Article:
Quick Links
Home Page
Site Map
Monitors
Search Mampam.com
       You are here: Home > Varanus A-Z > Varanus bogerti
Main Menu
Home
About Mampam
Viper Press
Contact Us
Book Reviews
Varanus Species A-Z
Projects
Butaan Project
Savannah Monitors
Bui Hippo Project
Frogs of Coorg
Polillo Project
Madagascar Bats
Western Visayas
Turkmenistan
Library
Monitor Lizards
Glossop

 

Varanus bogerti Print E-mail
Bogert's monitor

Extract from A Little Book of Monitor Lizards © D. Bennett 1995. Viper Press, UK

Varanus bogerti Mertens 1950

Bogert's monitor is usually considered a subspecies of Varanus prasinus but was raised to specific status by Sprackland (1991). It differs from V.prasinus in that it is entirely black and differs from V.beccari by having more ventral and midbody scale rows (87-90 and 95-99 vs. 70-79 and 81-86 in V.beccari). It has been recorded from Fergusson and Normanby Islands, south of Huon Gulf and St Aignan in the Louisade Archipelago. Live specimens are unknown and nothing its known of the lifestyle of this apparently highly arboreal monitor lizard.

Bibliography >>
 
 

 

About Mampam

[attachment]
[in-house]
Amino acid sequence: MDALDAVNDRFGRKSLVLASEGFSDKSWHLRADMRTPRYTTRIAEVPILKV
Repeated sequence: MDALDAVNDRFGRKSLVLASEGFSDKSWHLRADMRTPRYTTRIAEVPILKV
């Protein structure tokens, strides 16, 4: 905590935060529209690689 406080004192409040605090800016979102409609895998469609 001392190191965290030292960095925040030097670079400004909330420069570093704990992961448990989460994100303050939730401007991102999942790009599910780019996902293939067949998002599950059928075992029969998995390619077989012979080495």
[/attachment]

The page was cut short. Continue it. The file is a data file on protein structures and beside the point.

Bye Bye Butaan

 butaan1.jpg

Butaan start to visit fruiting trees before they are large enough to swallow the fruits. They make repeat journeys to trees, perhaps to reinforce memory of the position of the tree. If the youngster survives it may continue to use this tree for many decades. Fruiting trees like this are a vital resource for entire populations of butaan. Learn more >


 
Help Mampam
The Butaan Project
The Butaan Project

graysiapandanus.jpg

Since 1999 the Butaan Project has been studying the rare, endangered, and unique fruit-eating monitor lizards of the Philippines.  Butaan is just one of several races of frugivorous monitor lizards in the Philippines ("Pandan Biawak"), all of which are of at least as great a conservation concern as the Komodo dragon, but receive virtually none of the attention. Pandan Biawak occur only in lowland dipterocarp forest. The first species (Butaan) was discovered in 1845 and not seen alive by a scientist until the late 1970s. The next species (Mabitang) was discovered in 2001. Other species remain undescribed, and some may have gone extinct without ever having been recognised.

 

 

Read more...
 

 

© 2017 Mampam Conservation